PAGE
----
February 26, 2018
Self-driving cars will change the way we shop – if we let them, says retail expert
WEST LAFAYETTE, Ind. —In a future with autonomous vehicles, cars could suggest where to stop for coffee in the morning and pick up groceries after work, not only altering the way humans travel, but how they shop and how they’re targeted by retailers.
Mohammad Rahman, an associate professor of management at Purdue University, said the next disruption in retail may not occur in stores or online, but in the cars people depend on to commute, run errands and travel. And companies that let the technological trend pass them by could be the next Sears or K-Mart, two big-box chains struggling to remain profitable, he said.
“There are complications around making this marketplace work. It’s not only the choices made by the consumer, but how the retailers react to this,” said Rahman, who researches big data and omni-channel retailing in the Krannert School of Management. “These personal assistants – whether it be your Google Home, your Alexa or your car – are becoming the gatekeeper to get to the consumers. If you don’t strategically use this gatekeeper very well, you’re going to be forgotten.”
General Motors recently unveiled its driverless car concept with plans to roll out a fleet by 2019, the automaker said in a recent Youtube video, while Toyota announced a deal with Amazon and Pizza Hut to provide self-driving delivery cars by 2020, according to Bloomberg. The rise of autonomous vehicles presents a unique opportunity for partnerships with the automobile industry to reach consumers more effectively, Rahman said.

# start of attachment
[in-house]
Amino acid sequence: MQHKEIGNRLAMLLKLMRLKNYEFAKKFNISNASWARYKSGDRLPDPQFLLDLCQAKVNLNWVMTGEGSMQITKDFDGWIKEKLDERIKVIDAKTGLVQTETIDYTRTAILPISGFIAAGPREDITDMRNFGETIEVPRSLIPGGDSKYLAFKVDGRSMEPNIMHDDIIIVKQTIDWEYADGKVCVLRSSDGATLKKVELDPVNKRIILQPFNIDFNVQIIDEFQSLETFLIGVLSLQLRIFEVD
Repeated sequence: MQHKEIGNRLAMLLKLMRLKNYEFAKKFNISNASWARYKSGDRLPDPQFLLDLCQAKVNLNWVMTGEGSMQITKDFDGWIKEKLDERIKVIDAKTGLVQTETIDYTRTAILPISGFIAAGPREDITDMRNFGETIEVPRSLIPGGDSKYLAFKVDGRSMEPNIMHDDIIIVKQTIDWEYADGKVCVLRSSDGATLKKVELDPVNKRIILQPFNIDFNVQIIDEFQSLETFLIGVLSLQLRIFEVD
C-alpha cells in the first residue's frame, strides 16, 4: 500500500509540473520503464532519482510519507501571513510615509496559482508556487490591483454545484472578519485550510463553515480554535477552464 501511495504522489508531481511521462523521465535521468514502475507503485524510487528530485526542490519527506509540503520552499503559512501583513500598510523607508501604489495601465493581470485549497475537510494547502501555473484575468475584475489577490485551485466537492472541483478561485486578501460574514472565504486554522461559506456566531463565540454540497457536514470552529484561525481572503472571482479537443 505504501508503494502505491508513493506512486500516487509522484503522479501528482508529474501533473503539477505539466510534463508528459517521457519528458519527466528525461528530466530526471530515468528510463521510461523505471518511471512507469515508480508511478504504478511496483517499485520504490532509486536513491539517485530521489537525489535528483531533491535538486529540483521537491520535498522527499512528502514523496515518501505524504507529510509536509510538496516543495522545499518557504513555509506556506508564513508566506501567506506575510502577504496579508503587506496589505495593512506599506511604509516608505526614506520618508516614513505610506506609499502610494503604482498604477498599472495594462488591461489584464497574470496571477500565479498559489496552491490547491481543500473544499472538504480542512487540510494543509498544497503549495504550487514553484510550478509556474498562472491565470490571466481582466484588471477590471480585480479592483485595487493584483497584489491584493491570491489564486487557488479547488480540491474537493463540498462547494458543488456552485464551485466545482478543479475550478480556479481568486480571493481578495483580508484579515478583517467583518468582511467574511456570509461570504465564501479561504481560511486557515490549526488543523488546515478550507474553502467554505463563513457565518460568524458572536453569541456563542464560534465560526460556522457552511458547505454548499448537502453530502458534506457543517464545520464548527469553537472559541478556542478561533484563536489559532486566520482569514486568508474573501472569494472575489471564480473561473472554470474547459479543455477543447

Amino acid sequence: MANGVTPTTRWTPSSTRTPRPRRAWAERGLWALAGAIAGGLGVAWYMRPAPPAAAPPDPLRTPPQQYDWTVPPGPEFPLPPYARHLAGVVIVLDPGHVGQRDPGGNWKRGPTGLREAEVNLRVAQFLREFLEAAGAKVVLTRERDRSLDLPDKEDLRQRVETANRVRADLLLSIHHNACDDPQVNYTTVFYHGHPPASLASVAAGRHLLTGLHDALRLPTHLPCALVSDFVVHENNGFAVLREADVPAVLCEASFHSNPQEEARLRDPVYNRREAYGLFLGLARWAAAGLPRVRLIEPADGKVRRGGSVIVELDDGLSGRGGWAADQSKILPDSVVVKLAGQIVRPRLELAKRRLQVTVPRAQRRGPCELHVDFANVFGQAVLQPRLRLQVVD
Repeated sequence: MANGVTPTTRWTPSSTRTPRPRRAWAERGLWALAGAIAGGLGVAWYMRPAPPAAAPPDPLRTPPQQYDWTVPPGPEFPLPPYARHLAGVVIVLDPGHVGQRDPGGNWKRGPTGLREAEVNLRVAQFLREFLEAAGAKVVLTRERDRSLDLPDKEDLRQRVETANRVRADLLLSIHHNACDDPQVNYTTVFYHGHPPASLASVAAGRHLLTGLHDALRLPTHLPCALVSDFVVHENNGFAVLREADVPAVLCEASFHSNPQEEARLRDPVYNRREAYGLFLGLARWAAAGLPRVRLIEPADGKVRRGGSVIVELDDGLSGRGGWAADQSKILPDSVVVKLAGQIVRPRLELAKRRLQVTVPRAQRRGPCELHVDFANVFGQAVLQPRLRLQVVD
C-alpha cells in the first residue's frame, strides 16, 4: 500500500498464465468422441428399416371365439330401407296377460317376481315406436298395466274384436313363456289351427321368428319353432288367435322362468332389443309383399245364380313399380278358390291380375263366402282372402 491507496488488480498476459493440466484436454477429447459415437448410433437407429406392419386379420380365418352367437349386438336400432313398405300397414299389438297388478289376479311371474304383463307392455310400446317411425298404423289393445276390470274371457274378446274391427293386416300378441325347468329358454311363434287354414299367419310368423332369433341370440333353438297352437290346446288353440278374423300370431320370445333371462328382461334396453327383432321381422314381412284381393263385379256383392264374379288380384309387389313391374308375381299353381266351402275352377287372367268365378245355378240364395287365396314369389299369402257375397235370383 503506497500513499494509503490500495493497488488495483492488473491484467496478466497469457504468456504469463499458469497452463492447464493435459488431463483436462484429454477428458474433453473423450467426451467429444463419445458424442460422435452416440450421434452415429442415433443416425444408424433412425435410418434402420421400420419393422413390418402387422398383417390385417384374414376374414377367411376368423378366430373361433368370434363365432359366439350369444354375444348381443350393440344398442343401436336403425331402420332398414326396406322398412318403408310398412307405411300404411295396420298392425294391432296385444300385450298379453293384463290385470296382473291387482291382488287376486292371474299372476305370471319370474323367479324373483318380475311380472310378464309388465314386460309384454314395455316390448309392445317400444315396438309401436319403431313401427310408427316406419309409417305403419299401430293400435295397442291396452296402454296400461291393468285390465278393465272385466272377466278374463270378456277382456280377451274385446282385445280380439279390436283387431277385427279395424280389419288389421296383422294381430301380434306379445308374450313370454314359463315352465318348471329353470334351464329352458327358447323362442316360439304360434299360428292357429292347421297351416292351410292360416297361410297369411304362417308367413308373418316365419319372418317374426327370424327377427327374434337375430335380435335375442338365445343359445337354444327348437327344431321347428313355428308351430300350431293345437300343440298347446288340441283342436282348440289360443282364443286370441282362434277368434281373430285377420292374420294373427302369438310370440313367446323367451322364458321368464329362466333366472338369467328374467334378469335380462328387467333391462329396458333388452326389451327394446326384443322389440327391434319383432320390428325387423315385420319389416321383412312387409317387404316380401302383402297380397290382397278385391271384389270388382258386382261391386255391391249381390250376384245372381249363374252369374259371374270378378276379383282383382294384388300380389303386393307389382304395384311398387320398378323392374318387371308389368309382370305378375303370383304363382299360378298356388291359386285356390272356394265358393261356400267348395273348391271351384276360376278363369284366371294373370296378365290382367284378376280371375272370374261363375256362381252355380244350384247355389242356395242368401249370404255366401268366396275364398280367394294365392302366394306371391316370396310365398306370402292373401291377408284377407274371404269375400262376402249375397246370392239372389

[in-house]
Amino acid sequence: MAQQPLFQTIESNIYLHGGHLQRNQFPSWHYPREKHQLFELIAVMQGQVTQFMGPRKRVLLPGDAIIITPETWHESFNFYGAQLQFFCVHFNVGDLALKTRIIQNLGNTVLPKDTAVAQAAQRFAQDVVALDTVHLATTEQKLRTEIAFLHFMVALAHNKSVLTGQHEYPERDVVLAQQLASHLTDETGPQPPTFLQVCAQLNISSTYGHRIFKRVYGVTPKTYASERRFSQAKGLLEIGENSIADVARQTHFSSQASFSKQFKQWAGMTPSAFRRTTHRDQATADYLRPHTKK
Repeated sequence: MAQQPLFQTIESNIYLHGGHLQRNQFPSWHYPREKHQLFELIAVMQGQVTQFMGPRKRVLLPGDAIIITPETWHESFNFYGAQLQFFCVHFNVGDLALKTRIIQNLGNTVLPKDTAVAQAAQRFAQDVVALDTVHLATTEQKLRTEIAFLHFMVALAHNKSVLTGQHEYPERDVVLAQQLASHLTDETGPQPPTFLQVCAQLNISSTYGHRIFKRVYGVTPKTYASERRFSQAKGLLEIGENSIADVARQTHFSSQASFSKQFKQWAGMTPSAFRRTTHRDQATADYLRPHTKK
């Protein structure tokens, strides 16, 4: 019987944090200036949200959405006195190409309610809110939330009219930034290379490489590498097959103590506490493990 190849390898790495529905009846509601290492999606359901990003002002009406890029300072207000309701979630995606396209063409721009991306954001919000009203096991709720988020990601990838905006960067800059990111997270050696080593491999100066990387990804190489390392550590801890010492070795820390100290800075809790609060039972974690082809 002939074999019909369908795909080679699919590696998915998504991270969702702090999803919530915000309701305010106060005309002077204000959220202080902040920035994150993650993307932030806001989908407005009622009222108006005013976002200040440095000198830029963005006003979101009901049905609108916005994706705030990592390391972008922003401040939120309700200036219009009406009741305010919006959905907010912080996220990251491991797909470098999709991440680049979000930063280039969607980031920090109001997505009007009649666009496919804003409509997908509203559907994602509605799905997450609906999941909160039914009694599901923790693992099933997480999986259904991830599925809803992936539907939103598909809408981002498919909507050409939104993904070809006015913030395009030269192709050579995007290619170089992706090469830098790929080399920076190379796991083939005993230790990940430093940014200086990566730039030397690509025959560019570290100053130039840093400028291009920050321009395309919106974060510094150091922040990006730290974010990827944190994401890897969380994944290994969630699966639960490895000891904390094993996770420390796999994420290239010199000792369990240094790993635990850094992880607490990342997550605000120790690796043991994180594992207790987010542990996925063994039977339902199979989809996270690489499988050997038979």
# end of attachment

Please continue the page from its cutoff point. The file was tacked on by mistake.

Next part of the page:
“You’re already starting to see evidence of these cars becoming a platform for commerce,” he said. “GM already is partnering with different retailers to order your coffee, hotel rooms and so on. That brings a completely different layer to retailing.”
Retailers such as grocery stores are already changing their business models with services such as curbside pick-up and home delivery. But the convenience and popularity of digital personal assistants means companies will have to find new ways to break through to customers, Rahman said.
“Being a good retailer is no longer enough,” he said. “If you’re not getting through that glass ceiling to the consumer, then you are basically stuck.”
Self-driving cars will require a massive amount of data from both consumers and corporations to operate in such a way, a compromise some may not be willing to make. Rahman discussed the trade-off between privacy and convenience in a lecture last year at Purdue’s Dawn or Doom conference, titled “Data, Creepiness and Convenience: Enabling the Car to Decide for You.”
“What’s needed is data about practically everything about your life,” he said. “Your car needs to know a lot about you because it learns from data; it can only act based on the data. It needs to know the plan for the day, how many meetings you have and where you are going. Right now, this is all possible, so long as you don’t feel creepy about giving access to all this data.”
Writer: Joseph Paul, 765-494-9541, firstname.lastname@example.org
Source: Mohammad Rahman, 765-494-4464, email@example.com